Salvaged trees

In 1983, Australia’s infamous Ash Wednesday II saw more than 180 fires sweep across South Australia and Victoria, in winds of up to 110km/h. Seventy-five people lost their lives, with thousands becoming homeless. Other casualties were the extensive pine forests, the biggest industry in the South East, which affected people’s livelihood.

What to do with all the burnt timber? From what I can gather, the world’s biggest timber salvage began and, up to three years after the fire, trees were collected and kept submerged or wet in Lake Bonney, a freshwater lake near Mt Gambier, for use in the decade after.

The feature bench, or series of seats, for Becky’s squares, and Xingfumamas pull-up-a-seat, were salvaged trees that were removed from water storage in 1987, sawn, dried and preservative treated to act as a lasting reminder of the fire devastation and salvage operation.

They are outside the Umpherston Sinkhole in Mount Gambier, South Australia. I believe that the timber shows no signs of damage when salvaged in this way and can be used for building, furniture and all other usual purposes.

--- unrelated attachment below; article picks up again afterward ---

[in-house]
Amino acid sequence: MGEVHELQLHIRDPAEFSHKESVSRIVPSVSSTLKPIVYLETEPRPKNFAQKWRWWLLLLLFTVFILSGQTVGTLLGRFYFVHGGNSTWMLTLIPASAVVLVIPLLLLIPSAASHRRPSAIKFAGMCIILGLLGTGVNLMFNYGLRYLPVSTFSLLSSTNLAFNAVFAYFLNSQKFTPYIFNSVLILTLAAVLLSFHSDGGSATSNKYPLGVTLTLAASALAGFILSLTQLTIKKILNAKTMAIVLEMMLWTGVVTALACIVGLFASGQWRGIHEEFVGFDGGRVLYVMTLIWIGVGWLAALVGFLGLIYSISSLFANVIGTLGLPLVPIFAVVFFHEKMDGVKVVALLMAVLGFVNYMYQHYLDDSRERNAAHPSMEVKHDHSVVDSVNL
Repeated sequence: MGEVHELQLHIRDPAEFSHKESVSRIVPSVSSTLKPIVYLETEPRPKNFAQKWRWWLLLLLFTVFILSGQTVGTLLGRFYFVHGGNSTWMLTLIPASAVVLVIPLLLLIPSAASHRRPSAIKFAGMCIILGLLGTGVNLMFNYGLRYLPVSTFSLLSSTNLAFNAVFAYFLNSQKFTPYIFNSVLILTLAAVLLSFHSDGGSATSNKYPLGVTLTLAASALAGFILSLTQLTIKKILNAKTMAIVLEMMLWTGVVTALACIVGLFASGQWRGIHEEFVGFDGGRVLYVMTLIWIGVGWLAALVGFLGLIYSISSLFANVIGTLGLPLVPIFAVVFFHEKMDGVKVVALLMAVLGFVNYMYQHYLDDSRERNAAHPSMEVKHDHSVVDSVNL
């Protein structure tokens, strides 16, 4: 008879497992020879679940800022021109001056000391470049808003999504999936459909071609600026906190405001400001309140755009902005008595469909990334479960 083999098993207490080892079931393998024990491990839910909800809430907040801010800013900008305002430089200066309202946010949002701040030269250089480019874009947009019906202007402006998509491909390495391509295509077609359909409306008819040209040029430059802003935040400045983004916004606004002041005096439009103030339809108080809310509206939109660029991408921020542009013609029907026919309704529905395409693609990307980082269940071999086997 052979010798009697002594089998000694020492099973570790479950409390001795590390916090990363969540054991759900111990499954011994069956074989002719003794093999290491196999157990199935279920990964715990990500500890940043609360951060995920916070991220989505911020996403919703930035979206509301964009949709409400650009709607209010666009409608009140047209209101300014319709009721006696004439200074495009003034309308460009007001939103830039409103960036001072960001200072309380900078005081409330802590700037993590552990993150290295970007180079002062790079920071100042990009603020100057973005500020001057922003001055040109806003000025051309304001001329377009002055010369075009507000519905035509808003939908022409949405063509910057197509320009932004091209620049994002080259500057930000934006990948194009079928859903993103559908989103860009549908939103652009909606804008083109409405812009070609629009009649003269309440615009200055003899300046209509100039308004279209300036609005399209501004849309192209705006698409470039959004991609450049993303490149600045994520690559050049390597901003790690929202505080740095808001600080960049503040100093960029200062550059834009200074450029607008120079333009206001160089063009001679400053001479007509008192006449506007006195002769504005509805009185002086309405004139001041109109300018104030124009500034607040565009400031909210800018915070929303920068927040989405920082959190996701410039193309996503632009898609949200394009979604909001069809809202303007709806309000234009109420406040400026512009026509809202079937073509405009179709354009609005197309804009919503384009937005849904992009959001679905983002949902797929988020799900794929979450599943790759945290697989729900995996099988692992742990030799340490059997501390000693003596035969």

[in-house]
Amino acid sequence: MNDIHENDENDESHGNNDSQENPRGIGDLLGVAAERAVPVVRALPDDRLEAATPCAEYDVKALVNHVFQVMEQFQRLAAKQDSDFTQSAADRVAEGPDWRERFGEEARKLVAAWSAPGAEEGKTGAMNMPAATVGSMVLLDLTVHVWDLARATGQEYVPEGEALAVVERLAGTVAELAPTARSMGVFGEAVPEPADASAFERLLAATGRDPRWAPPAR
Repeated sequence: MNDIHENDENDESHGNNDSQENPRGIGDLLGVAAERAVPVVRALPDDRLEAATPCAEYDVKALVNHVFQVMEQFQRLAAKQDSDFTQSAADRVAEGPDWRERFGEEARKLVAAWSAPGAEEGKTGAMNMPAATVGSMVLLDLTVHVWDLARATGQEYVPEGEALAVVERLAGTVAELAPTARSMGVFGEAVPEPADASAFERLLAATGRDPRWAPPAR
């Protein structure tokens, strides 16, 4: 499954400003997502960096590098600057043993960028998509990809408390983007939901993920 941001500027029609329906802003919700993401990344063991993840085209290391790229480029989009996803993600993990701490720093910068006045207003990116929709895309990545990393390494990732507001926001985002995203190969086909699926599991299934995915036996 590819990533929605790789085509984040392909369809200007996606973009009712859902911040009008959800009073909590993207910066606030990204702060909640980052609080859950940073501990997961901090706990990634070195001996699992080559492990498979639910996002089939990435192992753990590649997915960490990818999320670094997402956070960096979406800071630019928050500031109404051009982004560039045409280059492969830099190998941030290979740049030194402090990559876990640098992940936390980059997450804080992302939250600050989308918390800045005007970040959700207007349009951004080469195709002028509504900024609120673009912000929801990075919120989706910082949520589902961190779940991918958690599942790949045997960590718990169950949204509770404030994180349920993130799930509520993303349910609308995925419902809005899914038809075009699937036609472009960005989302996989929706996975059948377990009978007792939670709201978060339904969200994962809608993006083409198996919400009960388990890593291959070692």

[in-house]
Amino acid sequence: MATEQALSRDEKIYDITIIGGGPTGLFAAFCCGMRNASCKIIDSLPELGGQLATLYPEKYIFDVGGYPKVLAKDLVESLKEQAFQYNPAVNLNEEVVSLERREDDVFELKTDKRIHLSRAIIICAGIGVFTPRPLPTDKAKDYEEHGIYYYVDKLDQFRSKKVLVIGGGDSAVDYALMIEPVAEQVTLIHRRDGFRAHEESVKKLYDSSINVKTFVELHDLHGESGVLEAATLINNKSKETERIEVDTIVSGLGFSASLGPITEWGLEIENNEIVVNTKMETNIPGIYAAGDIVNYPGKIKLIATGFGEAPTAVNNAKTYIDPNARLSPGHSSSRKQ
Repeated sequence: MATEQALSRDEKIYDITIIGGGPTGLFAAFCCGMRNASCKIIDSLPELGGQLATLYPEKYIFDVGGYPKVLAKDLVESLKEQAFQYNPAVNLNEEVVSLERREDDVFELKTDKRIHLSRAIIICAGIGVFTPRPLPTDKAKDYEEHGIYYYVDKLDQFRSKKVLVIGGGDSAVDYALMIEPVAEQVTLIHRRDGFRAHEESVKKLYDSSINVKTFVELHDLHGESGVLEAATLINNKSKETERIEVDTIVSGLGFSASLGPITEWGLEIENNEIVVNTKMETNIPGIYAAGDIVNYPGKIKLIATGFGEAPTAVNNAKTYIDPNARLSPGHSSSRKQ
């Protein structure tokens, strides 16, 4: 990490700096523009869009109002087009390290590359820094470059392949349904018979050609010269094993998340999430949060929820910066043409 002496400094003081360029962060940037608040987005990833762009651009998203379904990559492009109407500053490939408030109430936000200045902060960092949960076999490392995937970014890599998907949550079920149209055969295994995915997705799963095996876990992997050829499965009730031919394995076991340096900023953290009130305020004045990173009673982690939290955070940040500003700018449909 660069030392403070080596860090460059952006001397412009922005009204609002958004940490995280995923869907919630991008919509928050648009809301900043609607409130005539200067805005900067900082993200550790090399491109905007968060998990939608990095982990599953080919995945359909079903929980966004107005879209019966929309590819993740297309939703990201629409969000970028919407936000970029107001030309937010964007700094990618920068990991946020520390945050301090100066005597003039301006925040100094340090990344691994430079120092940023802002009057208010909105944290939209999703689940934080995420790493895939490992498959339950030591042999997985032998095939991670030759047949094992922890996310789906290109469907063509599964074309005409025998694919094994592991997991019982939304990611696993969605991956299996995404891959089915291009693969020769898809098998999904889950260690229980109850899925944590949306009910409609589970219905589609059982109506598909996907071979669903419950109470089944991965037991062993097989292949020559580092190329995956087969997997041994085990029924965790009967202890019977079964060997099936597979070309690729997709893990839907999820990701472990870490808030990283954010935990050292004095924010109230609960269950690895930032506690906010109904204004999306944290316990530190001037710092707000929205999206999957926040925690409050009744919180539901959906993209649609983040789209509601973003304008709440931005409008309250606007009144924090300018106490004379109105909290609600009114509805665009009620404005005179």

8 thoughts on “Salvaged trees

    1. Until I read the plaque I’d had no idea about it either. It was also a relief to know that the strategy has probably been used since and no doubt will be used again. I wonder who thought of it.

      Liked by 1 person

Leave a Reply

Fill in your details below or click an icon to log in:

WordPress.com Logo

You are commenting using your WordPress.com account. Log Out /  Change )

Google photo

You are commenting using your Google account. Log Out /  Change )

Twitter picture

You are commenting using your Twitter account. Log Out /  Change )

Facebook photo

You are commenting using your Facebook account. Log Out /  Change )

Connecting to %s

This site uses Akismet to reduce spam. Learn how your comment data is processed.